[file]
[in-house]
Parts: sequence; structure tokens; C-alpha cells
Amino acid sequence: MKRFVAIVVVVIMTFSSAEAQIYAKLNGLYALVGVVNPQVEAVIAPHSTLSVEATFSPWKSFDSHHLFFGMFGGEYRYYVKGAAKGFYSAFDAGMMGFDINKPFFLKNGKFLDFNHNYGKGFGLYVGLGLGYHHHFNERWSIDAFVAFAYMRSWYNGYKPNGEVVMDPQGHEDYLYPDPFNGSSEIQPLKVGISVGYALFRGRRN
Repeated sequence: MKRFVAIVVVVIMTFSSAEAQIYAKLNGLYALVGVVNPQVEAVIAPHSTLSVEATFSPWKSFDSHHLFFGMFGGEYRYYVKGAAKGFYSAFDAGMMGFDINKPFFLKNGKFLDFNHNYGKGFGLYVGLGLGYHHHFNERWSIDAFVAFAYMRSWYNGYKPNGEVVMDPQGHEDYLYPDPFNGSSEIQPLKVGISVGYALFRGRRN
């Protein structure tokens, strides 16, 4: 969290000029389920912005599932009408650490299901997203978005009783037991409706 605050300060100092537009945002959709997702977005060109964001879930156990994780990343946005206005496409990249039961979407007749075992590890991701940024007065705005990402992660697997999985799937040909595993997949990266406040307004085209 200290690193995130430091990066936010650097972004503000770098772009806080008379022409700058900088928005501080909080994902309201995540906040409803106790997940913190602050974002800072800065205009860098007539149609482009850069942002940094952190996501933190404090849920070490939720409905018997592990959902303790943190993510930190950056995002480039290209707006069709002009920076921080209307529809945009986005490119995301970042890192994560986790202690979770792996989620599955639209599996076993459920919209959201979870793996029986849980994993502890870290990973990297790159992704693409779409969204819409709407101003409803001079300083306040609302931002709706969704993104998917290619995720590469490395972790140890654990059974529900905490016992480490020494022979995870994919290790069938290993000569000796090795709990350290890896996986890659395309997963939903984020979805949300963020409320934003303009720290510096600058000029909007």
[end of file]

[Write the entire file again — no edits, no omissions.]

[in-house]
Parts: sequence; structure tokens; C-alpha cells
Amino acid sequence: MKRFVAIVVVVIMTFSSAEAQIYAKLNGLYALVGVVNPQVEAVIAPHSTLSVEATFSPWKSFDSHHLFFGMFGGEYRYYVKGAAKGFYSAFDAGMMGFDINKPFFLKNGKFLDFNHNYGKGFGLYVGLGLGYHHHFNERWSIDAFVAFAYMRSWYNGYKPNGEVVMDPQGHEDYLYPDPFNGSSEIQPLKVGISVGYALFRGRRN
Repeated sequence: MKRFVAIVVVVIMTFSSAEAQIYAKLNGLYALVGVVNPQVEAVIAPHSTLSVEATFSPWKSFDSHHLFFGMFGGEYRYYVKGAAKGFYSAFDAGMMGFDINKPFFLKNGKFLDFNHNYGKGFGLYVGLGLGYHHHFNERWSIDAFVAFAYMRSWYNGYKPNGEVVMDPQGHEDYLYPDPFNGSSEIQPLKVGISVGYALFRGRRN
């Protein structure tokens, strides 16, 4: 969290000029389920912005599932009408650490299901997203978005009783037991409706 605050300060100092537009945002959709997702977005060109964001879930156990994780990343946005206005496409990249039961979407007749075992590890991701940024007065705005990402992660697997999985799937040909595993997949990266406040307004085209 200290690193995130430091990066936010650097972004503000770098772009806080008379022409700058900088928005501080909080994902309201995540906040409803106790997940913190602050974002800072800065205009860098007539149609482009850069942002940094952190996501933190404090849920070490939720409905018997592990959902303790943190993510930190950056995002480039290209707006069709002009920076921080209307529809945009986005490119995301970042890192994560986790202690979770792996989620599955639209599996076993459920919209959201979870793996029986849980994993502890870290990973990297790159992704693409779409969204819409709407101003409803001079300083306040609302931002709706969704993104998917290619995720590469490395972790140890654990059974529900905490016992480490020494022979995870994919290790069938290993000569000796090795709990350290890896996986890659395309997963939903984020979805949300963020409320934003303009720290510096600058000029909007």